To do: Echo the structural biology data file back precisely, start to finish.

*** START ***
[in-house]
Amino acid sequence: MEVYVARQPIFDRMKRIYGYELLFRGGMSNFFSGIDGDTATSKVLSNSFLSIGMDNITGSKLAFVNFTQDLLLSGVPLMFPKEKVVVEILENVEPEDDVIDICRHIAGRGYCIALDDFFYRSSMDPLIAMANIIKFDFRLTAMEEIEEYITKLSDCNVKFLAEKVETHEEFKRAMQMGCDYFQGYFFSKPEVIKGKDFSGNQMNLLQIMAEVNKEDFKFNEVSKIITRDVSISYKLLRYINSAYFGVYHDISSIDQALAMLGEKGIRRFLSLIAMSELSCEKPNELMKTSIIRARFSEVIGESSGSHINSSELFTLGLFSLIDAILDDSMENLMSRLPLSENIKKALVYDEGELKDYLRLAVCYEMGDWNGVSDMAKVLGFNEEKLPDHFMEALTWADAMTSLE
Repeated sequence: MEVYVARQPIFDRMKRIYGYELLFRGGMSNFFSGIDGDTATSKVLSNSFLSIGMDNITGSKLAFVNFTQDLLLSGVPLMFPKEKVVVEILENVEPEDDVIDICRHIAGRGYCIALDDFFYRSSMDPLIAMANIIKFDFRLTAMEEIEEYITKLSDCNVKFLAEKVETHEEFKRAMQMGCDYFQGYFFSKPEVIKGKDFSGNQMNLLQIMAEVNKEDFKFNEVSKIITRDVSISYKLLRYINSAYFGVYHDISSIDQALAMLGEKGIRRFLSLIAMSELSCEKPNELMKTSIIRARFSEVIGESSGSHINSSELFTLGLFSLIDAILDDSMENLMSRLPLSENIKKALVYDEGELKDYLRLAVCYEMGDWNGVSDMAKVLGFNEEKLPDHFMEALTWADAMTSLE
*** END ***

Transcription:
[in-house]
Amino acid sequence: MEVYVARQPIFDRMKRIYGYELLFRGGMSNFFSGIDGDTATSKVLSNSFLSIGMDNITGSKLAFVNFTQDLLLSGVPLMFPKEKVVVEILENVEPEDDVIDICRHIAGRGYCIALDDFFYRSSMDPLIAMANIIKFDFRLTAMEEIEEYITKLSDCNVKFLAEKVETHEEFKRAMQMGCDYFQGYFFSKPEVIKGKDFSGNQMNLLQIMAEVNKEDFKFNEVSKIITRDVSISYKLLRYINSAYFGVYHDISSIDQALAMLGEKGIRRFLSLIAMSELSCEKPNELMKTSIIRARFSEVIGESSGSHINSSELFTLGLFSLIDAILDDSMENLMSRLPLSENIKKALVYDEGELKDYLRLAVCYEMGDWNGVSDMAKVLGFNEEKLPDHFMEALTWADAMTSLE
Repeated sequence: MEVYVARQPIFDRMKRIYGYELLFRGGMSNFFSGIDGDTATSKVLSNSFLSIGMDNITGSKLAFVNFTQDLLLSGVPLMFPKEKVVVEILENVEPEDDVIDICRHIAGRGYCIALDDFFYRSSMDPLIAMANIIKFDFRLTAMEEIEEYITKLSDCNVKFLAEKVETHEEFKRAMQMGCDYFQGYFFSKPEVIKGKDFSGNQMNLLQIMAEVNKEDFKFNEVSKIITRDVSISYKLLRYINSAYFGVYHDISSIDQALAMLGEKGIRRFLSLIAMSELSCEKPNELMKTSIIRARFSEVIGESSGSHINSSELFTLGLFSLIDAILDDSMENLMSRLPLSENIKKALVYDEGELKDYLRLAVCYEMGDWNGVSDMAKVLGFNEEKLPDHFMEALTWADAMTSLE